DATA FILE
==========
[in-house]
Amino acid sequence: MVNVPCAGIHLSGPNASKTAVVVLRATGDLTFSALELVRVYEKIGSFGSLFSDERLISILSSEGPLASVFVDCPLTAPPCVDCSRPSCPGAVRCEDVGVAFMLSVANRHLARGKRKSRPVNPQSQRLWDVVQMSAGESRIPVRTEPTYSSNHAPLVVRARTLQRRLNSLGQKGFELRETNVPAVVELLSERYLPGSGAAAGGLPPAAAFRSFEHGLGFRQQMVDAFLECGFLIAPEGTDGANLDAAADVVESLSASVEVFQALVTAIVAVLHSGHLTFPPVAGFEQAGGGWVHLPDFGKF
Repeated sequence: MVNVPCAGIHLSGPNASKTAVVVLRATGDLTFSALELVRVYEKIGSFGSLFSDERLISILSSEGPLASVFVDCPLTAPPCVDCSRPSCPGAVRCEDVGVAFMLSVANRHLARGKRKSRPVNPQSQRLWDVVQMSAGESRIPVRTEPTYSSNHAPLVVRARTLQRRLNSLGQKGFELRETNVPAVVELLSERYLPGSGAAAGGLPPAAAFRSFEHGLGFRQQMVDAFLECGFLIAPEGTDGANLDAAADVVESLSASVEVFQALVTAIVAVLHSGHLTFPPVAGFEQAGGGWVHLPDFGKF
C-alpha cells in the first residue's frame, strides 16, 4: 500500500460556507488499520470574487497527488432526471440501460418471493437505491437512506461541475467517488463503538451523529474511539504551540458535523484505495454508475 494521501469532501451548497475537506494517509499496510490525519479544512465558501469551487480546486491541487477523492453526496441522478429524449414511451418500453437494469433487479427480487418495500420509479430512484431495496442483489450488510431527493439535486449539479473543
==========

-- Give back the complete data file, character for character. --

[in-house]
Amino acid sequence: MVNVPCAGIHLSGPNASKTAVVVLRATGDLTFSALELVRVYEKIGSFGSLFSDERLISILSSEGPLASVFVDCPLTAPPCVDCSRPSCPGAVRCEDVGVAFMLSVANRHLARGKRKSRPVNPQSQRLWDVVQMSAGESRIPVRTEPTYSSNHAPLVVRARTLQRRLNSLGQKGFELRETNVPAVVELLSERYLPGSGAAAGGLPPAAAFRSFEHGLGFRQQMVDAFLECGFLIAPEGTDGANLDAAADVVESLSASVEVFQALVTAIVAVLHSGHLTFPPVAGFEQAGGGWVHLPDFGKF
Repeated sequence: MVNVPCAGIHLSGPNASKTAVVVLRATGDLTFSALELVRVYEKIGSFGSLFSDERLISILSSEGPLASVFVDCPLTAPPCVDCSRPSCPGAVRCEDVGVAFMLSVANRHLARGKRKSRPVNPQSQRLWDVVQMSAGESRIPVRTEPTYSSNHAPLVVRARTLQRRLNSLGQKGFELRETNVPAVVELLSERYLPGSGAAAGGLPPAAAFRSFEHGLGFRQQMVDAFLECGFLIAPEGTDGANLDAAADVVESLSASVEVFQALVTAIVAVLHSGHLTFPPVAGFEQAGGGWVHLPDFGKF
C-alpha cells in the first residue's frame, strides 16, 4: 500500500460556507488499520470574487497527488432526471440501460418471493437505491437512506461541475467517488463503538451523529474511539504551540458535523484505495454508475 494521501469532501451548497475537506494517509499496510490525519479544512465558501469551487480546486491541487477523492453526496441522478429524449414511451418500453437494469433487479427480487418495500420509479430512484431495496442483489450488510431527493439535486449539479473543